The “qualified immunity” that protects police officers from certain lawsuits is under increasing scrutiny.
On Monday, the U.S. Supreme Court refused to make it easier for municipalities to respond to civil rights violations by its police, and rejected an appeal involving a man who was fatally shot by an official in Ohio.
A justice Luke Stewart (Luke Stewart)’s 23-year-old man’s mother filed an appeal, and the court rejected the appeal. The judgment dismissed her claims related to a person involved in the civil rights lawsuit against Euclid under federal law. 2017 event.
The officer who shot Stewart at close range, Matthew Rhodes, called Qualified immunity, Even if the lower court ruled that the jury might find him illegally using excessive force.
The lawsuit filed by Mary Stewart accused Rhodes and another official of excessive use of force, violating the Fourth Amendment prohibition on unreasonable body searches and confiscations. The lawsuit also accused Euclid police of unconstitutional acts, especially unconstitutional acts against blacks. Her son is Black. The officer is white.
Qualified immunity can protect police officers and other types of government officials from civil litigation under certain circumstances, allowing litigation only when an individual’s “clearly established” statutory or constitutional rights have been violated.
Recent survey Has shown how to Supreme Court, Federal lower courts are increasingly granting qualified immunities to police officers accused of excessive use of force, even if they have determined that the police officer has taken illegal actions.
When the police arrived at Stewart, Stewart had been sleeping in his car. When Stewart tried to drive away, Rhodes got into the car. Rhodes slammed Stewart, hit him with Taser after shock, and shot Stewart in the chest and neck with a gun.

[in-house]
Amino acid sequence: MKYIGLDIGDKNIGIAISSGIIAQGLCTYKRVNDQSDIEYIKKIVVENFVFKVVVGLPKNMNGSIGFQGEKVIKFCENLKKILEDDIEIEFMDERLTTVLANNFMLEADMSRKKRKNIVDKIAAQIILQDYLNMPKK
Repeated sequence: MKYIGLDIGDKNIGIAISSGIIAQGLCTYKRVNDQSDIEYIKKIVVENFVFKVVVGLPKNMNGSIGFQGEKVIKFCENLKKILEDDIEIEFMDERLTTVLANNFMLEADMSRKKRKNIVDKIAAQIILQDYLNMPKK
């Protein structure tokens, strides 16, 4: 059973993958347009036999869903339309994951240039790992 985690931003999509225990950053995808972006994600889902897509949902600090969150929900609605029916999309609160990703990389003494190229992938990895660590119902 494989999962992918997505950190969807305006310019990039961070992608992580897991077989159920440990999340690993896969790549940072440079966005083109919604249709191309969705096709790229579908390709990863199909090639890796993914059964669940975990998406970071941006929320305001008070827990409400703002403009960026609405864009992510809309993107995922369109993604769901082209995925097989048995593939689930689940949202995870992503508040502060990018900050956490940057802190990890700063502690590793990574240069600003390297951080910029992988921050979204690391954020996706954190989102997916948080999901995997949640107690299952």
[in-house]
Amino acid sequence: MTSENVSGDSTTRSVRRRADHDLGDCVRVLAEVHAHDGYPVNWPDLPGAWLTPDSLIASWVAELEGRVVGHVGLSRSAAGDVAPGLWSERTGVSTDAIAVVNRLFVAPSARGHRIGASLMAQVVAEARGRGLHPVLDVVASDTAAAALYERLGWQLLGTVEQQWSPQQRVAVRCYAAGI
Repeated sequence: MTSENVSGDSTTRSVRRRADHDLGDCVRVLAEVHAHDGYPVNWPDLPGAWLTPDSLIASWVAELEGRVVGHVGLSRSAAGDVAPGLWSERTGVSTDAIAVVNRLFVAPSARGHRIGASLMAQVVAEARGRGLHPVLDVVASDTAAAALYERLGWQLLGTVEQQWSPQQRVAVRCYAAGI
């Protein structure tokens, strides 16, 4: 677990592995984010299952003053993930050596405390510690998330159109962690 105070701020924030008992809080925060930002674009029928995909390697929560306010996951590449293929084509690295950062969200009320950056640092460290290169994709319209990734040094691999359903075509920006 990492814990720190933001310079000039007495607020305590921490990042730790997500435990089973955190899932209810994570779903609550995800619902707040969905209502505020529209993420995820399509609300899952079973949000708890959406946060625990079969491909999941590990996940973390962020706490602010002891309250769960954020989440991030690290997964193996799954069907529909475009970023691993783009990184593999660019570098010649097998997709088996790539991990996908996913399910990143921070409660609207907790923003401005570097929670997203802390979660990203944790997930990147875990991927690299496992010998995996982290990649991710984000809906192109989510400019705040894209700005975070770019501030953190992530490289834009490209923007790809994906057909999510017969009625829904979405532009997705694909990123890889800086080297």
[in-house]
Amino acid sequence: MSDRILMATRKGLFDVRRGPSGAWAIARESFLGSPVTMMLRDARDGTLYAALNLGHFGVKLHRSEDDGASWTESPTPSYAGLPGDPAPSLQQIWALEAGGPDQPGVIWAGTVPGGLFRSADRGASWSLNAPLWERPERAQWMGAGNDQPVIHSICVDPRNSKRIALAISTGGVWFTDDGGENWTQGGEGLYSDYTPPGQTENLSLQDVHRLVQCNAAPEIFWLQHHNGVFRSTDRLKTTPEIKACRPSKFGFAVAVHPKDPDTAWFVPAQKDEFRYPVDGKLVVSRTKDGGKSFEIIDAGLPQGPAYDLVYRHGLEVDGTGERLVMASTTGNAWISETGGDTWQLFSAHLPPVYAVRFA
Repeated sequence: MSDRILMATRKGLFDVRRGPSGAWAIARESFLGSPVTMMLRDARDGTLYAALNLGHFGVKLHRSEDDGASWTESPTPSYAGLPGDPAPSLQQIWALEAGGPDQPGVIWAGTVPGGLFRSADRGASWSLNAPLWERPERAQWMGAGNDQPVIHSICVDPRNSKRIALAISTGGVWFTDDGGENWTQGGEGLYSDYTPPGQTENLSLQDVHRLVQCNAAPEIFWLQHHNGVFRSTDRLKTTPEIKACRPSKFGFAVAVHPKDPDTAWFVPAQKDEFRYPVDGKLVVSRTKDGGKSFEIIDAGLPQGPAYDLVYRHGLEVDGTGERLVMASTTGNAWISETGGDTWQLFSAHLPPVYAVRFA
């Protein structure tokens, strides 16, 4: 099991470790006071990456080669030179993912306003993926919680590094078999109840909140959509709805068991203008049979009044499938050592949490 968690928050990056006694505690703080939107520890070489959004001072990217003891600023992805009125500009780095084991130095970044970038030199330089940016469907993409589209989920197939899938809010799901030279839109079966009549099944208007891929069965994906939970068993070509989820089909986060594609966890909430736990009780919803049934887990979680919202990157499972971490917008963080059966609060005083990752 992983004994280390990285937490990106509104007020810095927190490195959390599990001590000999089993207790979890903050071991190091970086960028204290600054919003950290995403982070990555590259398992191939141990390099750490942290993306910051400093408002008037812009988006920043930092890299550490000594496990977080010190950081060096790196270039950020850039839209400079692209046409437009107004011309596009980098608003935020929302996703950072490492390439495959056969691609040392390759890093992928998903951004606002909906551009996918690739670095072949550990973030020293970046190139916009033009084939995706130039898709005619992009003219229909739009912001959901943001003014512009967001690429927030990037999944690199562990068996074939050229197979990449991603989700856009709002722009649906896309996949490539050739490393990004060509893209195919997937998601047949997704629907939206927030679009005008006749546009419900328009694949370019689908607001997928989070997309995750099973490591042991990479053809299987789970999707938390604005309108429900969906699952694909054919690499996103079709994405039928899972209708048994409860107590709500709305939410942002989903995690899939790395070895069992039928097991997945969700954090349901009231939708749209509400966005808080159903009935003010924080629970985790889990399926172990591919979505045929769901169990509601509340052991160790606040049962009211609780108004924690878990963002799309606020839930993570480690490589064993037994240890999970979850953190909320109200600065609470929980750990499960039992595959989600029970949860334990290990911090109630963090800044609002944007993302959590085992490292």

Disturbing news about the Euclid Police Department appeared in the lawsuit, such as training materials, which included an illustration of a riot police officer beating a person lying on the ground, with the caption: “Protect and serve you Poo”.
The Sixth Circuit Court of Appeals based in Cincinnati, Ohio ruled in 2020 that although the jury could find that Rhodes’ use of lethal force was excessive, the official was not “clearly determined” by the fact that the previous case was not “clearly determined”. Protection of qualified immunity. The behavior is illegal.
The appellate court called the training materials “annoying” and “inappropriate,” but it rejected the city’s request, saying that the municipality might not be held liable if the officials’ violations were not clearly identified.
Last year many cities in the United States protested against racism and police because a black man named George Floyd (George Floyd) died of a black man, and a white Minneapolis officer knelt on his neck for nine minutes. Immunities are subject to increasing scrutiny.
The Democratic-led U.S. House of Representatives passed policing reform legislation in March, depriving officials of qualified immunity. The bill faces an uphill battle in the Senate, and Republicans oppose the rule and others.